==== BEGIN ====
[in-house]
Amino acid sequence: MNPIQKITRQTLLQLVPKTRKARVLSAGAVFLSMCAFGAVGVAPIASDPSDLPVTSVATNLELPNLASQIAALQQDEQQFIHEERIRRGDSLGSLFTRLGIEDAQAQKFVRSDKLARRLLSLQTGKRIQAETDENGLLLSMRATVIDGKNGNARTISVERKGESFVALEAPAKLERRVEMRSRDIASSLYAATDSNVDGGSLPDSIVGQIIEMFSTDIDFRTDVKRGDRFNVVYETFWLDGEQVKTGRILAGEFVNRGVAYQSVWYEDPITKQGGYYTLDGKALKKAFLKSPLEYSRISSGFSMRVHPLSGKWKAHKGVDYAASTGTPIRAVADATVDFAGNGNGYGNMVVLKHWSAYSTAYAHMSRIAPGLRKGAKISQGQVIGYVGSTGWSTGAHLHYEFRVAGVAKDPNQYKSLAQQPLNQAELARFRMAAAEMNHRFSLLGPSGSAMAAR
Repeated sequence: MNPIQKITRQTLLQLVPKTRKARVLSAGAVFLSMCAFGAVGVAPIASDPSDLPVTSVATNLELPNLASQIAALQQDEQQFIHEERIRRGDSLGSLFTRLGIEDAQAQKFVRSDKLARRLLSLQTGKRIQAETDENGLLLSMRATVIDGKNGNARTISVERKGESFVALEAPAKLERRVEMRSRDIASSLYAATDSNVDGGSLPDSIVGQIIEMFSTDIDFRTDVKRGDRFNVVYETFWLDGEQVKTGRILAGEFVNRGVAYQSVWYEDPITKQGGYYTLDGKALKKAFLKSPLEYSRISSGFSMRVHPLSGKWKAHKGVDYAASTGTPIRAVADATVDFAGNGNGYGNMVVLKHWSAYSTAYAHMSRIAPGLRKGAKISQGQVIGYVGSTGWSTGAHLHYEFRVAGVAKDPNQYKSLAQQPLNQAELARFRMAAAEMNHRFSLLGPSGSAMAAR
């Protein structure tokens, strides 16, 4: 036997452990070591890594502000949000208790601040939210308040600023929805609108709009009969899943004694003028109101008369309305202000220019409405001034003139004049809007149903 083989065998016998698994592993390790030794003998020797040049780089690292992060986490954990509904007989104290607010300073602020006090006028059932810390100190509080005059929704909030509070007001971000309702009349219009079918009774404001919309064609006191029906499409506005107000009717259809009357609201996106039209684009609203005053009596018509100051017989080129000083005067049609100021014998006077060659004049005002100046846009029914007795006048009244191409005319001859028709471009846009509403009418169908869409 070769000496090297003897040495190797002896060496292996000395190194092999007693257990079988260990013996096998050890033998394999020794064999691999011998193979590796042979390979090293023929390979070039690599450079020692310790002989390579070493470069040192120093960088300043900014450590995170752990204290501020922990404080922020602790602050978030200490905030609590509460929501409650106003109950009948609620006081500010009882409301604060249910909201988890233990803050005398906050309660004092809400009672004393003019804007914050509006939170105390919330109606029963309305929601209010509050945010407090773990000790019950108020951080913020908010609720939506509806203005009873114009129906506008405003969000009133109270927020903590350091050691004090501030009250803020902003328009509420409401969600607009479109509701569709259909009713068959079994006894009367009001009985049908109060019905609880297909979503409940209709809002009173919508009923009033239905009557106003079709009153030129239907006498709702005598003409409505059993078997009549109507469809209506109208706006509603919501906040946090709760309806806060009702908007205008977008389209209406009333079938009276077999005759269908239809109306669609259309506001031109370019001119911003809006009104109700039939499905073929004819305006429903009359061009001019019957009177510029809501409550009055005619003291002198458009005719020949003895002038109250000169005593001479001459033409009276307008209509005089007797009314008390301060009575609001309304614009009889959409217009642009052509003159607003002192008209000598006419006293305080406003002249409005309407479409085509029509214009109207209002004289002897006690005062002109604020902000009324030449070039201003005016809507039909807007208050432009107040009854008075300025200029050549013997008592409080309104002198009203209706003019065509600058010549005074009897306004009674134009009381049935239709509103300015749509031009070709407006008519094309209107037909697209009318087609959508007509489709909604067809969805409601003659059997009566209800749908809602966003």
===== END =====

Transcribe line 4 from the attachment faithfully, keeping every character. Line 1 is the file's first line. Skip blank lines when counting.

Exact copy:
């Protein structure tokens, strides 16, 4: 036997452990070591890594502000949000208790601040939210308040600023929805609108709009009969899943004694003028109101008369309305202000220019409405001034003139004049809007149903 083989065998016998698994592993390790030794003998020797040049780089690292992060986490954990509904007989104290607010300073602020006090006028059932810390100190509080005059929704909030509070007001971000309702009349219009079918009774404001919309064609006191029906499409506005107000009717259809009357609201996106039209684009609203005053009596018509100051017989080129000083005067049609100021014998006077060659004049005002100046846009029914007795006048009244191409005319001859028709471009846009509403009418169908869409 070769000496090297003897040495190797002896060496292996000395190194092999007693257990079988260990013996096998050890033998394999020794064999691999011998193979590796042979390979090293023929390979070039690599450079020692310790002989390579070493470069040192120093960088300043900014450590995170752990204290501020922990404080922020602790602050978030200490905030609590509460929501409650106003109950009948609620006081500010009882409301604060249910909201988890233990803050005398906050309660004092809400009672004393003019804007914050509006939170105390919330109606029963309305929601209010509050945010407090773990000790019950108020951080913020908010609720939506509806203005009873114009129906506008405003969000009133109270927020903590350091050691004090501030009250803020902003328009509420409401969600607009479109509701569709259909009713068959079994006894009367009001009985049908109060019905609880297909979503409940209709809002009173919508009923009033239905009557106003079709009153030129239907006498709702005598003409409505059993078997009549109507469809209506109208706006509603919501906040946090709760309806806060009702908007205008977008389209209406009333079938009276077999005759269908239809109306669609259309506001031109370019001119911003809006009104109700039939499905073929004819305006429903009359061009001019019957009177510029809501409550009055005619003291002198458009005719020949003895002038109250000169005593001479001459033409009276307008209509005089007797009314008390301060009575609001309304614009009889959409217009642009052509003159607003002192008209000598006419006293305080406003002249409005309407479409085509029509214009109207209002004289002897006690005062002109604020902000009324030449070039201003005016809507039909807007208050432009107040009854008075300025200029050549013997008592409080309104002198009203209706003019065509600058010549005074009897306004009674134009009381049935239709509103300015749509031009070709407006008519094309209107037909697209009318087609959508007509489709909604067809969805409601003659059997009566209800749908809602966003």